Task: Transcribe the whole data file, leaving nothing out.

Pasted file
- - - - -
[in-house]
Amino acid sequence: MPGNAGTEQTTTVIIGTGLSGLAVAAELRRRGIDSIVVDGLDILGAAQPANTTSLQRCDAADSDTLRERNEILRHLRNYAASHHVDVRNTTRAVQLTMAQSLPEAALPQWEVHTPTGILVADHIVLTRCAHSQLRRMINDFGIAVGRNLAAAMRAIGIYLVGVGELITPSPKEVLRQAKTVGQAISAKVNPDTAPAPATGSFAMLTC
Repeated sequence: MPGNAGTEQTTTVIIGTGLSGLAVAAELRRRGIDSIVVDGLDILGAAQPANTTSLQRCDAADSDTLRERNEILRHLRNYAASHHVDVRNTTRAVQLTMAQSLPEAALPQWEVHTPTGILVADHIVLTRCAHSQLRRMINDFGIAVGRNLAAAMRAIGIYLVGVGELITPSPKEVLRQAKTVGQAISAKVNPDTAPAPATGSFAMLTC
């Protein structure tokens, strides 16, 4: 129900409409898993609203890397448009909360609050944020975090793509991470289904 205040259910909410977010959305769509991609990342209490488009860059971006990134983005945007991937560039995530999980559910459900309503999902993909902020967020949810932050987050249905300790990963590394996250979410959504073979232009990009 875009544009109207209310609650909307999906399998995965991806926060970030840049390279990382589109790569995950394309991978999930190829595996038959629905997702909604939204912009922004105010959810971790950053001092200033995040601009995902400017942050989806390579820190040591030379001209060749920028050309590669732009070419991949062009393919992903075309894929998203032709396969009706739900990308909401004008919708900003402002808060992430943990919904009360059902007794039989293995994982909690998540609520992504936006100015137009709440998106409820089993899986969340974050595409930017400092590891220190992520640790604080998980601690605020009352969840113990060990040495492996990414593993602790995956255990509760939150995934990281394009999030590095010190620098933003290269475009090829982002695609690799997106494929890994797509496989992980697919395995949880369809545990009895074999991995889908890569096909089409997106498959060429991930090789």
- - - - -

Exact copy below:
[in-house]
Amino acid sequence: MPGNAGTEQTTTVIIGTGLSGLAVAAELRRRGIDSIVVDGLDILGAAQPANTTSLQRCDAADSDTLRERNEILRHLRNYAASHHVDVRNTTRAVQLTMAQSLPEAALPQWEVHTPTGILVADHIVLTRCAHSQLRRMINDFGIAVGRNLAAAMRAIGIYLVGVGELITPSPKEVLRQAKTVGQAISAKVNPDTAPAPATGSFAMLTC
Repeated sequence: MPGNAGTEQTTTVIIGTGLSGLAVAAELRRRGIDSIVVDGLDILGAAQPANTTSLQRCDAADSDTLRERNEILRHLRNYAASHHVDVRNTTRAVQLTMAQSLPEAALPQWEVHTPTGILVADHIVLTRCAHSQLRRMINDFGIAVGRNLAAAMRAIGIYLVGVGELITPSPKEVLRQAKTVGQAISAKVNPDTAPAPATGSFAMLTC
């Protein structure tokens, strides 16, 4: 129900409409898993609203890397448009909360609050944020975090793509991470289904 205040259910909410977010959305769509991609990342209490488009860059971006990134983005945007991937560039995530999980559910459900309503999902993909902020967020949810932050987050249905300790990963590394996250979410959504073979232009990009 875009544009109207209310609650909307999906399998995965991806926060970030840049390279990382589109790569995950394309991978999930190829595996038959629905997702909604939204912009922004105010959810971790950053001092200033995040601009995902400017942050989806390579820190040591030379001209060749920028050309590669732009070419991949062009393919992903075309894929998203032709396969009706739900990308909401004008919708900003402002808060992430943990919904009360059902007794039989293995994982909690998540609520992504936006100015137009709440998106409820089993899986969340974050595409930017400092590891220190992520640790604080998980601690605020009352969840113990060990040495492996990414593993602790995956255990509760939150995934990281394009999030590095010190620098933003290269475009090829982002695609690799997106494929890994797509496989992980697919395995949880369809545990009895074999991995889908890569096909089409997106498959060429991930090789």